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Janice comes to the Humanitarian Centre after working as a policy researcher, with a focus on evaluation and performance management as well as health policy. She holds a bachelor’s degree in archaeology and anthropology from the University of Cambridge and a master’s degree in social anthropology from the University of Copenhagen, Denmark. She has carried out independent fieldwork in rural eastern Uganda, exploring elderly people’s support networks in cases of ill health. Prior to moving to the UK, she worked for a Danish consultancy that applies anthropological theory and methods to user-driven innovation projects for a range of clients across sectors. Janice is a Danish national, and spent her formative years in Botswana and Tanzania.
Anne’s professional background is in community health education, support and wellness. Prior to joining the Humanitarian Centre, she was the Volunteer Services Manager at a San Francisco-based nonprofit organisation, Shanti, which provides support and wellness services for people living with life-threatening illnesses. Before her work at Shanti, she served for two years as a Community Health Educator in the United States Peace Corps, on the agricultural coast of Berbice and the remote village of Wakapoa, She received her master’s degree from the University of Cambridge, where she studied Social Anthropology and International Development. She also studied anthropology as an undergraduate at the University of California, Berkeley.
Steve Jones is a Founding Trustee and Chair of the Board of Trustees of the Humanitarian Centre. He is an international development consultant with over 30 years’ experience in UK/Europe, Asia, Africa, the CIS, the Caribbean and the South Pacific. He is a partner in a small Cambridge-based consultancy firm – Meta-Development LLP- and specialises in: leading design and evaluation missions for social protection, livelihoods, health and education and climate change and post-disaster reconstruction programmes; management consulting and organisational development; facilitation of strategic workshops and international conferences, process facilitation, and training on programme cycle management, including logical framework analysis. His clients include DFID, World Bank, European Union, NGOs and private sector firms.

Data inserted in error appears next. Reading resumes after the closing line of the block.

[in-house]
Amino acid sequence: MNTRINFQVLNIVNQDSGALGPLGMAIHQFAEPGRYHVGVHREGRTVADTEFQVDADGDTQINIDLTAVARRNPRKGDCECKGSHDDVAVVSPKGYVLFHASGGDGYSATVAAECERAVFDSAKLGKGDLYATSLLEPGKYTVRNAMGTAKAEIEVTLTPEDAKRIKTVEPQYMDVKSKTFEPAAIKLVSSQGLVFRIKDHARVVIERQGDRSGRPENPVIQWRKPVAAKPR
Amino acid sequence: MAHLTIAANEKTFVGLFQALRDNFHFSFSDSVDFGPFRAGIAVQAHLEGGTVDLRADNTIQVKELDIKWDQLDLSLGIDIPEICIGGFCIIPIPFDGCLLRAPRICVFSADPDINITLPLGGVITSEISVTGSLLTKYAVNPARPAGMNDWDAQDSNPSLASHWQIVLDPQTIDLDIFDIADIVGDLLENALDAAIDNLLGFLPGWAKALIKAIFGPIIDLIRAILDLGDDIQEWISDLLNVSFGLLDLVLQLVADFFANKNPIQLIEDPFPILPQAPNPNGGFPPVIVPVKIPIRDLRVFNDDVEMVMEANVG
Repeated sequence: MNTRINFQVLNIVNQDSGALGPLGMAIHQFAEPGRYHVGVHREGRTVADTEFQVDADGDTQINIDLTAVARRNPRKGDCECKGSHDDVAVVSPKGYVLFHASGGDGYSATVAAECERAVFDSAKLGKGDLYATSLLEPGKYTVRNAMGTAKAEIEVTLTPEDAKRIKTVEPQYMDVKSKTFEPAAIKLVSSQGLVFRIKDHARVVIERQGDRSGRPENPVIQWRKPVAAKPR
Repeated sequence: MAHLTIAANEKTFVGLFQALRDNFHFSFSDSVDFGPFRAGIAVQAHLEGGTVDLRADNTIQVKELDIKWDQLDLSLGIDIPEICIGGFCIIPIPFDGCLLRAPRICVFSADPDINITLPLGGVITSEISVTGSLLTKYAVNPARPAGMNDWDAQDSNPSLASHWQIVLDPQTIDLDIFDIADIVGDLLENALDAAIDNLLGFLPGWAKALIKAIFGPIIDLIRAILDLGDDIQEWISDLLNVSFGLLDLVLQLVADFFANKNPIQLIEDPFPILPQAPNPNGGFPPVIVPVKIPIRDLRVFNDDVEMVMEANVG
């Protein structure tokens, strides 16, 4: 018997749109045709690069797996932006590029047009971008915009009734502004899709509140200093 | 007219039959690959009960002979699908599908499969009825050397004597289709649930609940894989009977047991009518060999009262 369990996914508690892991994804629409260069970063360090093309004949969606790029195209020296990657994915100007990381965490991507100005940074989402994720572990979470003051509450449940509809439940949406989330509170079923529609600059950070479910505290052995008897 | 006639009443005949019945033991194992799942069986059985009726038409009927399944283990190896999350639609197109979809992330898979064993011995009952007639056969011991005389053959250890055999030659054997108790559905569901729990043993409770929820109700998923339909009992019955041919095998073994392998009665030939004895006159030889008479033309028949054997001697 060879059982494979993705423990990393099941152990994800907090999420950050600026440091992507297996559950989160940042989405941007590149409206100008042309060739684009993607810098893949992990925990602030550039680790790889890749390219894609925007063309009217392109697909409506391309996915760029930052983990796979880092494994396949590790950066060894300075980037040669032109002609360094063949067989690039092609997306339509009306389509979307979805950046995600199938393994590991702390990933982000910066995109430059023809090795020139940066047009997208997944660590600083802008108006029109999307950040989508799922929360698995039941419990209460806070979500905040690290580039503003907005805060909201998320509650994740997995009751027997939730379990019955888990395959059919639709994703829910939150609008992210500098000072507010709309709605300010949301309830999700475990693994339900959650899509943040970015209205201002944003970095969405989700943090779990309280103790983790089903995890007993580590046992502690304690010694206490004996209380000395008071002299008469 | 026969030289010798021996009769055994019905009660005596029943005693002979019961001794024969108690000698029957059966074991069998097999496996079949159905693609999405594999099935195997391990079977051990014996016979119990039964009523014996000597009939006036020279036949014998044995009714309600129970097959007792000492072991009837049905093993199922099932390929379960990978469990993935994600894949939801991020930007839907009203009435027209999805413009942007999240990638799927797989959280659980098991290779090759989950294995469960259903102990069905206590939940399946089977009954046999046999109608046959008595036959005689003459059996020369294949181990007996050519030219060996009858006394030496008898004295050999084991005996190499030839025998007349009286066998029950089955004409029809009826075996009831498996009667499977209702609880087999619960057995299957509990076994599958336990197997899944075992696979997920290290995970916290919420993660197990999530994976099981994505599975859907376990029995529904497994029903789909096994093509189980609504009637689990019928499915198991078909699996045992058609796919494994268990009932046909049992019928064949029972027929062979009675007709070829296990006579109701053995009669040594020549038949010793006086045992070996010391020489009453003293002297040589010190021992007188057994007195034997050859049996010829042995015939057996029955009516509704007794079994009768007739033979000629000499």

Alison Walsham, a Trustee, has been involved with the Humanitarian Centre since its inception. After working for three years in the engineering industry, she spent three years in East Africa doing voluntary work. Following a career break, bringing up four children and doing some community work, she spent 22 years as a Careers Adviser at Cambridge University. Initially working on the life science sectors, her main focus became not-for-profit employment, international development and environment. She has visited a wide range of developing countries exploring employers, programmes and projects, gaining insights into the working lives of those in the field.
Shelley Gregory-Jones has spent most of her career in the not for profit and education sectors in the UK. Before joining the Sixteen as Development Director, she held a similar role at the PHG Foundation which brings together public health and genomics. Her previous experience also includes several years as the CEO of CamSight – the local charity for visually impaired people living in Cambridge, and Strategy Director of London-based environmental charity Global Action Plan. She has an MBA from the Judge Business School and a degree in Philosophy from Girton College, Cambridge.
Richard has worked in international development for more than 35 years, focusing especially on water management in sub-Saharan Africa. He joined Cranfield University at Silsoe in 1981 after several years working for consulting companies in UK and overseas. He established Cranfield’s MSc course in Community Water and Sanitation in 1981, and was appointed Professor of International Water Development at Cranfield University in 2002. After leaving the university Richard acted as Head of Technical Support at WaterAid from 2009 to 2012. In 2012 he returned to full-time consulting as Director of his own company (www.richard-carter.org ). He has published widely and undertakes frequent consultancy assignments in Africa and Asia.
Amy has held a number of senior sales, marketing and business development roles at some of the mobile industry’s leading companies, working with both start-ups and multinationals. She was a co-founder and marketing director of STNC Ltd., Light Blue Optics and others. Amy set up the Cambridge University i-Teams programme which she has run since inception in 2006, and is an Entrepreneur-in-Residence at Anglia Ruskin University. She is a Director of Audio Analytic , a Trustee of Birthlight and The Villiers Park Educational Trust, as well as a primary school governor. She is also a founder of The Breech Babies Club and the Breech Birth UK Facebook support group.
After graduating, Andrew worked with the University of Cambridge Office for Community Affairs and co-founded the Humanitarian Centre. He worked for more than three years with disaster relief organisation RedR UK, including working at their office in Nairobi, and became a trustee of the charity in 2011. Andrew is a director of the Appropedia Foundation which runs the Appropedia website – a sustainability wiki. He was the technical editor of the world’s first UNESCO Engineering Report and was a Visiting Lecturer for EngineeringUK. Andrew became the first staff Chief Executive of EWB-UK in December 2008 after winning a World of Difference grant from the Vodafone Foundation.
You can find a full list of the current Trustees of the Humanitarian Centre here.
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